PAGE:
Translocated herbicides work by circulating the chemical absorbed by the roots or foliage of the targeted weed plants to distant tissues within the plant system through the xylem and phloem. When using translocated herbicides for weed control, it takes about two weeks or thereabout for the targeted undesirable plants to begin to develop symptoms of rot. This type of herbicide may be effective in eliminating all kinds of weeds but are most effective against perennial weeds. To experience effective weed control with translocated herbicides, it is essential to uniformly apply the chemical on the target undesirable plants. 

  • Types of Herbicides According to Timing of Application 

There are three categories of herbicides according to the timing of application. They include pre-planting herbicides, pre-emergence herbicides and post-emergence herbicides.

  • Pre Planting Herbicides 

Pre-planting herbicides are formulated to control weeds on a planting field before the crop is planted. This type of herbicide is effective against annual weeds and is usually applied a few days to weeks of planting. To achieve effective weed control with pre-planting herbicides, it is important to read the label to note the types of target weeds and the recommended rate, as well as perform the herbicide application when the grasses or broadleaf weeds are young and thriving as the effect of pre-plant herbicides on mature weeds are not so effective. So, In the case where the weeds are already tall and mature, you should mow first and return to spray the chemicals in a few days, even if the new regrowth is minimal. Examples of pre-planting herbicides in Nigeria include Paraforce(paraquat), and Metaforce (S-Metolachor). 

  • Preemergence Herbicides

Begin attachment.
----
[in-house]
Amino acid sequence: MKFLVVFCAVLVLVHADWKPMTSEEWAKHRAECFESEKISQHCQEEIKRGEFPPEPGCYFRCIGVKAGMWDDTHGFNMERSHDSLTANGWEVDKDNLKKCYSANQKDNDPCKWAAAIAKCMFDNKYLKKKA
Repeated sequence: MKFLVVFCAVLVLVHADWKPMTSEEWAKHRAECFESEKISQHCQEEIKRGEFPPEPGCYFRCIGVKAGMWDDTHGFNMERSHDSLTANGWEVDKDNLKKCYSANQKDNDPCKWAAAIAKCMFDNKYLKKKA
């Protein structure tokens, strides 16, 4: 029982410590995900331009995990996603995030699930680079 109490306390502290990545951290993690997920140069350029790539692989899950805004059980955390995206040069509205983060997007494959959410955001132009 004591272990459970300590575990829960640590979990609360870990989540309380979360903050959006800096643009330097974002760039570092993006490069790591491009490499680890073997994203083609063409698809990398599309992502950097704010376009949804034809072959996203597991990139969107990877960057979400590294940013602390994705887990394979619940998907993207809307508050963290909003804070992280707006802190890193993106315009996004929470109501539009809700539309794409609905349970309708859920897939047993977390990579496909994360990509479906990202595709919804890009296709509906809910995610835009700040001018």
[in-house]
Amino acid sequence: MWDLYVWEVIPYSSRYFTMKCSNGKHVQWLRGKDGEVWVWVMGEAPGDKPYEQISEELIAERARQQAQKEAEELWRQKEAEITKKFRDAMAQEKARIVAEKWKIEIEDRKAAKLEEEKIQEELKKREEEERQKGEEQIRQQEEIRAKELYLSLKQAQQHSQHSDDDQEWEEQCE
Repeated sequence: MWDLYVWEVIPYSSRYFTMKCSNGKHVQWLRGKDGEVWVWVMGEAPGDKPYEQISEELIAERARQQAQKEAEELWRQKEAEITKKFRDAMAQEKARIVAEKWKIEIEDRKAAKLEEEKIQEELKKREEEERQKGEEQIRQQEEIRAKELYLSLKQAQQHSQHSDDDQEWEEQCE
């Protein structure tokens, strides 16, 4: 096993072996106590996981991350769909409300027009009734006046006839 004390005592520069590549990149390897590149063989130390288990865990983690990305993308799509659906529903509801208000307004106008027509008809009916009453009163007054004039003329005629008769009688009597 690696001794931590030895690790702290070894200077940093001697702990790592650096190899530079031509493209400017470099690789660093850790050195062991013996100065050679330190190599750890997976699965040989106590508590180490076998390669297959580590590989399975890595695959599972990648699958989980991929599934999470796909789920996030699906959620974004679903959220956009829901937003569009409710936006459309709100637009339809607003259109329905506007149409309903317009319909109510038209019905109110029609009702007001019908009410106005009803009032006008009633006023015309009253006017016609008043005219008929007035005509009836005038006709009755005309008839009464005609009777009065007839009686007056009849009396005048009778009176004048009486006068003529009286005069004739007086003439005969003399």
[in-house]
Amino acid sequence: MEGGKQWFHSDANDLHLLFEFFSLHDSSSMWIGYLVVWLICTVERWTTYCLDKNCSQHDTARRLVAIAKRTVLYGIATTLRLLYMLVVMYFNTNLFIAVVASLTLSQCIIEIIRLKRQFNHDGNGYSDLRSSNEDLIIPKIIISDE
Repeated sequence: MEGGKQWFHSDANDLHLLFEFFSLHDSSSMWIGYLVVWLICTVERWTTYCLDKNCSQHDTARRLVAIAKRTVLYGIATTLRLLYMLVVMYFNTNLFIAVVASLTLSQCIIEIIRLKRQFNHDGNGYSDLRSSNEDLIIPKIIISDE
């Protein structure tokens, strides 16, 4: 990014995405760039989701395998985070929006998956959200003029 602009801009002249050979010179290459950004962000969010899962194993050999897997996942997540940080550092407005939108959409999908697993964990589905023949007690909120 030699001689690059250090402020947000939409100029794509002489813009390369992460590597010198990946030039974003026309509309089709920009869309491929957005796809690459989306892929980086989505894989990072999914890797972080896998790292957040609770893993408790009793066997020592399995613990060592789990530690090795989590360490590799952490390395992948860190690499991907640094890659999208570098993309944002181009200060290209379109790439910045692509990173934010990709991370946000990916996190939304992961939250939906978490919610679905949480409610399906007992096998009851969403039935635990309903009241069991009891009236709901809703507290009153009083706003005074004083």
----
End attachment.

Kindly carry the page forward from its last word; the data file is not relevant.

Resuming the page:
Pre-emergence herbicides are used after crop planting has been done, but before crops and/or weeds emerge through the soil surface. This type of herbicide is also referred to as residual herbicide. Preemergence herbicides control weeds by root, shoot and seed absorption. The application of pre-emergence herbicides immediately after planting are proven to provide weed control, especially when weather or busy schedules make it difficult for a timely postemergence herbicide application when the crops and weeds emerge through the soil surface. 

Before the application of any pre-emergence herbicide, it is important to know the following: weed spectrum, length of residual activity, modes of action, application timing flexibility and crop rotation flexibility. Some pre-emergence herbicides in Nigeria include Forestop (Pendementhalin) and Butaforce (Butachlor).

  • Postemergence Herbicides  

Post-emergence herbicides are specifically designed to attack weeds after they might have emerged through the soil surface. They provide control against existing weeds on the farm and can also help prevent future ones. Post-emergence herbicides may attack the foliage of the weed or flow systemically through the roots of the weed, depending on if the herbicide is in contact or translocated material. Post-emergence herbicides may also be selective or non-selective and may come in the form of spray-on formulas or granular applications. 

Post-emergence herbicides are best applied on rainless days, after which the chemicals would be left to dry for eight hours or so, before being watered. Before using any post-emergence herbicide, consider the rate of application, residual action, and the target weeds of the chemical.  Examples of post-emergence herbicides include Aminoforce, Basagran, and Diuron.